Scottish man who killed dog walker put in psychiatric hospital

A man who killed an 83-year-old dog walker after attacking a couple out exercising their pet has been ordered to be detained in a high security psychiatric hospital.

The case was heard at the High Court in Edinburgh
The case was heard at the High Court in Edinburgh
The case was heard at the High Court in Edinburgh

David Johnstone’s spree of violence left Frank Kinnis dead and two other victims needing hospital treatment after assaults carried out 40 minutes apart.

The High Court in Edinburgh heard that Johnstone’s parents had twice contacted NHS 24 in a bid to have their son sectioned because of concerns about his well-being.

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First offender Johnstone, 36, was charged with murdering Mr Kinnis at Linkwood Farm, Barmuckity, Elgin, following the attack on him on 21 October last year in which he seized hold of him, put an arm around his neck and compressed his throat and repeatedly punched and kicked him and stamped on his head.

He was also charged with attempting to murder Morris and Janette Smith, who were both 70, on the same day at Birkenhill Woods, Elgin.

Johnstone was accused of repeatedly striking and punching Mr Smith, causing him to fall to the ground and repeatedly punching and kicking him and stamping on his head, rendering him unconscious.

He was also accused of repeatedly punching and kicking Mrs Smith of the head and body.

Johnstone was also accused of attacking police constables Mitchell Dickson and Iain Meggat at Birkenhill on 21 October last year.

He was said to have repeatedly punched PC Dickson on the head and struggled with him and tried to punch his colleague.

Johnstone was yesterday acquitted of the offences after pleading not guilty on the ground that at the time he was unable because of a mental disorder to appreciate the nature or wrongfulness of his actions, which the Crown accepted.

A judge ordered that he be held at the State Hospital at Carstairs under an interim compulsion order before a further hearing in September. Lord Uist said it was an “extremely sad and tragic case”.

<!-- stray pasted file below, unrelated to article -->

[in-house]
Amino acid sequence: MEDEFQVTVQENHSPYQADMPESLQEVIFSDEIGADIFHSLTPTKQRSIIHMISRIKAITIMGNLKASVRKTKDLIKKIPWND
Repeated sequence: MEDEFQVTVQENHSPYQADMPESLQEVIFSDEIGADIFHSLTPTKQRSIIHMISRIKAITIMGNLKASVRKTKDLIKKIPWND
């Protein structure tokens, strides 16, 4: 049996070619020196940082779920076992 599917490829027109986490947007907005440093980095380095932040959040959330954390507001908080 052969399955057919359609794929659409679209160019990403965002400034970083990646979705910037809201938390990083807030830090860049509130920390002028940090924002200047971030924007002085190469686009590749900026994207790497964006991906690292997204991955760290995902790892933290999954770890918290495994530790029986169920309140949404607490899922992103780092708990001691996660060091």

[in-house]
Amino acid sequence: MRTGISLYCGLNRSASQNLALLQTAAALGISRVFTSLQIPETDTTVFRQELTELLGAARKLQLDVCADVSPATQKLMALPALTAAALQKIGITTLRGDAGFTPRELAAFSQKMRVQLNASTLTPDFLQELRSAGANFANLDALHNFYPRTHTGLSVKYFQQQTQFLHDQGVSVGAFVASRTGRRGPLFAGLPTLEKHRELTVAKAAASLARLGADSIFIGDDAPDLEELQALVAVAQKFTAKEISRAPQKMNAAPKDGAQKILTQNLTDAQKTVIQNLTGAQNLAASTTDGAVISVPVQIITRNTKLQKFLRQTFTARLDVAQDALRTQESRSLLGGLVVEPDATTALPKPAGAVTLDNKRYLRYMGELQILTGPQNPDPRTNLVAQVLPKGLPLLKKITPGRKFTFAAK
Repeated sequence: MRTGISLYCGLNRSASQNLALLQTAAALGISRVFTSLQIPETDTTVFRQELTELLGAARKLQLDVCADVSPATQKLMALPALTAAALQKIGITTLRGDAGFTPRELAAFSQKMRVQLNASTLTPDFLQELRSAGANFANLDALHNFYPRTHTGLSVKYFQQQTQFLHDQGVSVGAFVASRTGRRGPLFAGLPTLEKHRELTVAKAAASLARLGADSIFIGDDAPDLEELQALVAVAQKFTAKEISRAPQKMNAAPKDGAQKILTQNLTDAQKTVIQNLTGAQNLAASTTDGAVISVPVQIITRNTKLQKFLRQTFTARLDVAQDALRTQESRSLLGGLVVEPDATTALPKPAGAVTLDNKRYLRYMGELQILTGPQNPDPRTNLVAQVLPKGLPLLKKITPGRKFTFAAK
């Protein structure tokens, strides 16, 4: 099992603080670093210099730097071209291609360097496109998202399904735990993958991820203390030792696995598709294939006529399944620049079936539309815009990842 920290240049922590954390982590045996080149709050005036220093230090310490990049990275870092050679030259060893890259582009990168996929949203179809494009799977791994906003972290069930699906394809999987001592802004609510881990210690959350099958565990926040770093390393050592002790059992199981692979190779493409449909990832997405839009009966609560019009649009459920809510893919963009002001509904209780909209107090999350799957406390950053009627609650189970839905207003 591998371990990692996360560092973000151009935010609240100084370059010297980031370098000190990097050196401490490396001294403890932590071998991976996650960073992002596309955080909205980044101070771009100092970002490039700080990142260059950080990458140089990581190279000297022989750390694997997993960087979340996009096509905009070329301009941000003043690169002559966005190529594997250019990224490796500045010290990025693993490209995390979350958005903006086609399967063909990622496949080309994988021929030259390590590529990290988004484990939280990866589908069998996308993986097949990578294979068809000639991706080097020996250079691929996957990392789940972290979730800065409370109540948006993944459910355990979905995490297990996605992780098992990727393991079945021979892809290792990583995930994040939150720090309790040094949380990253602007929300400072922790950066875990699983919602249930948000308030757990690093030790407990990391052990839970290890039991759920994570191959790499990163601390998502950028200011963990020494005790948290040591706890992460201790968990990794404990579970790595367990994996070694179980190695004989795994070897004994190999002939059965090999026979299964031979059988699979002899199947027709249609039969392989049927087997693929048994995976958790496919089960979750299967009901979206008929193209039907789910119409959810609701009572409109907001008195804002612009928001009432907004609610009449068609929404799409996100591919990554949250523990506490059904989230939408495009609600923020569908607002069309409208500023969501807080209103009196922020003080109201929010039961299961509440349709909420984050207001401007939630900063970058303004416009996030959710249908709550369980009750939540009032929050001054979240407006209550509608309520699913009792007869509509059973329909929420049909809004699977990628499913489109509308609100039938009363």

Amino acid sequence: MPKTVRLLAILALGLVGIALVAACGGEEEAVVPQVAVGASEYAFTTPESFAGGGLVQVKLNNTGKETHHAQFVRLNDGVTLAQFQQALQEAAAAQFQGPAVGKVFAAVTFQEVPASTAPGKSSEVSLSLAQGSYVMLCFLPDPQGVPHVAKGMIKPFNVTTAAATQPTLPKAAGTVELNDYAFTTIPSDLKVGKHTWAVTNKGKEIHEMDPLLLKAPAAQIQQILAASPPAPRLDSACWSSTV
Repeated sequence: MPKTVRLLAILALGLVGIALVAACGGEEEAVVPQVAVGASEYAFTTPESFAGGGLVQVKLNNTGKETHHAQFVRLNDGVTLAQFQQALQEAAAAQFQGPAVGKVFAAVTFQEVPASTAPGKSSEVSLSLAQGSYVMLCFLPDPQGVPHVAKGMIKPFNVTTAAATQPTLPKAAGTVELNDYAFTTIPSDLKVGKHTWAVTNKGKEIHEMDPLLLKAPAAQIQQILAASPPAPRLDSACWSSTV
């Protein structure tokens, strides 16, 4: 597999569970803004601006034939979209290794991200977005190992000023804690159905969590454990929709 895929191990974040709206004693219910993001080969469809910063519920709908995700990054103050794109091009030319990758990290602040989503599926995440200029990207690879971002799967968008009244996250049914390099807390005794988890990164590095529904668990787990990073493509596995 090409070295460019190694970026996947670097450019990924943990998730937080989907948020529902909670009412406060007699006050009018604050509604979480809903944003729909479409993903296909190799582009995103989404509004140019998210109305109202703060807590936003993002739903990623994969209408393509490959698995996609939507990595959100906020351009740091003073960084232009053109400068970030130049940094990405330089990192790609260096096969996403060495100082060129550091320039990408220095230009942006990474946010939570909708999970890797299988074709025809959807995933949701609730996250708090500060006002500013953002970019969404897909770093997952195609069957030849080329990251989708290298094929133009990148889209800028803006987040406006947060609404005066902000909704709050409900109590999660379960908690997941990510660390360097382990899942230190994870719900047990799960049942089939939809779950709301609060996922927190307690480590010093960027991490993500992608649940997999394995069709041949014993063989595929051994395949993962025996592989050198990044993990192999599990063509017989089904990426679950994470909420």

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The judge said that he had to deal with the consequences for Johnstone in the High Court, but added: “It appears there may be a question as to whether some steps could 
have been taken at an earlier stage which would have prevented the death of the deceased.”

Lord Uist said it was a matter for the Crown to consider whether a fatal accident inquiry should be held in the case.

Advocate depute Alan Cameron told the court that Johnston had worked as a design technician until June last year.

He said: “At that time his employment was terminated due to repeated non-attendance and concern about his behaviour was expressed by colleagues.

“His parents also had concerns about his mental health and he saw his GP on June 24. She referred him for an urgent psychiatric review but Mr Johnstone failed to attend the appointment.”

On the day of the attacks Mr and Mrs Smith were out exercising their dog at Birkenhill Woods, which is popular with dog walkers, shortly before 9am.

Police officers found the injured victims covered in blood.

They were taken to Dr Gray’s Hospital in Elgin where Mr Smith was found to have facial fractures and extensive head injuries. His wife also suffered head injuries.



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